As a guitar player, Ted Leo makes it look pretty easy and – more importantly – he makes it sound awesome. Again, this is not just confined to his solos, but even his rhythm playing. If you look at something like “One Polaroid a Day,” the rhythm part is beautiful, and it suits the song. Part of being a true guitar hero, in my mind (the only mind that matters here at Bollocks!, for better or worse), is being able to serve the songs. And seeing Leo perform on Saturday night made me want to come home, plug in my electric guitar, and write really kickass songs. Of course, it was after midnight when I got home and, out of deference to my neighbors, I opted not to get started on that project just yet. But Ted Leo is a guy who knows how to rip shit up within the confines of a good song – that is, the songs are never about his uncanny abilities as a player. Contrast that with, say, Joe Satriani. Satriani’s albums are only about his uncanny ability to play a shitload of notes. There’s not an ounce of meaning in that stuff. Leo does more in the extremely brief “The Stick” by simply crunching out chords (the song also illustrates the debt Mr. Leo owes to Black Flag. In some ways, actually, I’d like to think we all owe a debt to Black Flag).
Of course, Leo is lyrically sharp on The Brutalist Bricks – I would expect nothing less. Never one to back away from a controversial statement, Leo opens “Woke Up Near Chelsea” by shouting, “Well we’ve all got a job to do/ and we all hate God.” However, the best lyrical effort on the album has to be “Mourning in America” for its ability to both recall (and castigate) Ronald Reagan and (I’m speculating here, because the song is not dedicated to any one person, though it is apparently about a “white face in a white crowd”) call out folks like Sarah Palin or Glenn Beck, with lines like, “Whoever told you that we needed you to be this?” My other favorite lines on The Brutalist Bricks come from “The Stick”: “You think the government, it wants you on your knees/ but I’ll tell you something and here it is/ they want you driving to the supermarket, buying milk and cheese/And generating taxes to fuel their corn subsidies.” There should be a listening booth set up to play that song at every Tea Party protest ever. Along with placards that explain to them how Medicare is also socialism.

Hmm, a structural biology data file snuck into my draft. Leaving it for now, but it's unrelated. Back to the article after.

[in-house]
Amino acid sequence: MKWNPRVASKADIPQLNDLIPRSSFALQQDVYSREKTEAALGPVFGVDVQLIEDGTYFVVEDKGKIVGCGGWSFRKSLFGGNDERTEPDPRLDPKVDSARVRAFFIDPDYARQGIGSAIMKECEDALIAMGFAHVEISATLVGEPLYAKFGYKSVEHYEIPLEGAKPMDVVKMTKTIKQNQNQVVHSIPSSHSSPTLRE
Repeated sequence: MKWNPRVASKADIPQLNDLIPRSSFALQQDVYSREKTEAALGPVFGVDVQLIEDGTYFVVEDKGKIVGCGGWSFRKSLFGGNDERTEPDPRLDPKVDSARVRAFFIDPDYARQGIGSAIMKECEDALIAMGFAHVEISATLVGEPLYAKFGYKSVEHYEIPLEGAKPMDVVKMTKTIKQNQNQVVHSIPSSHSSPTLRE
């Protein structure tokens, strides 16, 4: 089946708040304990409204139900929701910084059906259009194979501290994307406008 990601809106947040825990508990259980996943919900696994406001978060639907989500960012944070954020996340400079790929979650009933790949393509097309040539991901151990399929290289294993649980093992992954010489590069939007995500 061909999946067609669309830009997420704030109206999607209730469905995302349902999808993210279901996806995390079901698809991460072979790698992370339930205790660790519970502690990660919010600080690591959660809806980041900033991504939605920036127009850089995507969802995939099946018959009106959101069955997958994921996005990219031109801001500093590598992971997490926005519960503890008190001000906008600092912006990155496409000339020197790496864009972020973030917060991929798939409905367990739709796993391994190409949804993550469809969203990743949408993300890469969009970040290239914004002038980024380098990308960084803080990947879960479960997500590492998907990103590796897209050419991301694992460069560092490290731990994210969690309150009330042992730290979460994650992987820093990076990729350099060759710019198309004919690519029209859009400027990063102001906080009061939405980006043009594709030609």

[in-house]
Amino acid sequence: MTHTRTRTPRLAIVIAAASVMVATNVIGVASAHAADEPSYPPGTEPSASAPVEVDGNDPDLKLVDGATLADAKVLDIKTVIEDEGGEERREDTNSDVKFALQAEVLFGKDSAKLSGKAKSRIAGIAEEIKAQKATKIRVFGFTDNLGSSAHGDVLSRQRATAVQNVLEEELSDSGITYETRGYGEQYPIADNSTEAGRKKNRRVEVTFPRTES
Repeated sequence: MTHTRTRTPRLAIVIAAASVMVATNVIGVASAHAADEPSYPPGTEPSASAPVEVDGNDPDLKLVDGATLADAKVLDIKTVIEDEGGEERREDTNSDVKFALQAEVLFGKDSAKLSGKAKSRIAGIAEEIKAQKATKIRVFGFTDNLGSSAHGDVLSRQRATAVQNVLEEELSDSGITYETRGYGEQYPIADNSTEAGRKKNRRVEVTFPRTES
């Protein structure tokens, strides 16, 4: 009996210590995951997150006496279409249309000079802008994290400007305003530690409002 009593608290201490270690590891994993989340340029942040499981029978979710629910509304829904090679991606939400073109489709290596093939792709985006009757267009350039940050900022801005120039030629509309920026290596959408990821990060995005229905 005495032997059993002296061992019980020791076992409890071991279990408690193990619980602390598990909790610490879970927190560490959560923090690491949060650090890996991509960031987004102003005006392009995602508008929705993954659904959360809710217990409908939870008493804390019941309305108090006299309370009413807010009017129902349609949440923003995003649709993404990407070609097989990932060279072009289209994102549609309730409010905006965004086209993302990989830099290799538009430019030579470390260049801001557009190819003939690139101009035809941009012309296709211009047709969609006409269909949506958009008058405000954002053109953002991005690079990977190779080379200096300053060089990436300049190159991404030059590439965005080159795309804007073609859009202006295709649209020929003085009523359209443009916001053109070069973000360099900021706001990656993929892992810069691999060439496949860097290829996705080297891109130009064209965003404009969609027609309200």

I was thinking on Saturday night (and early Sunday morning) that, although I never got to see the Clash or any other great punk bands live, the spirit and energy of that kind of music was very much a part of Ted Leo’s show at the Troubadour, a show that stands right near the first time I saw the Hold Steady among my favorite concerts ever. And that spirit drives The Brutalist Bricks, which is why I can’t stop listening to it.
*Before the shred kids come here with threats of my homicide and requests of my suicide, I will confess that I used to listen to Joe Satriani all the time (when I was a kid, I listened to awful music). When I was first learning the guitar, I wanted to be Joe Satriani. But the more I got into writing actual songs, the more soulless his music seemed to me. Joe Satriani’s albums do not consist of songs, they consist of exercises. The Ramones did more with an E chord than Satriani has done in his entire career. So fuck him.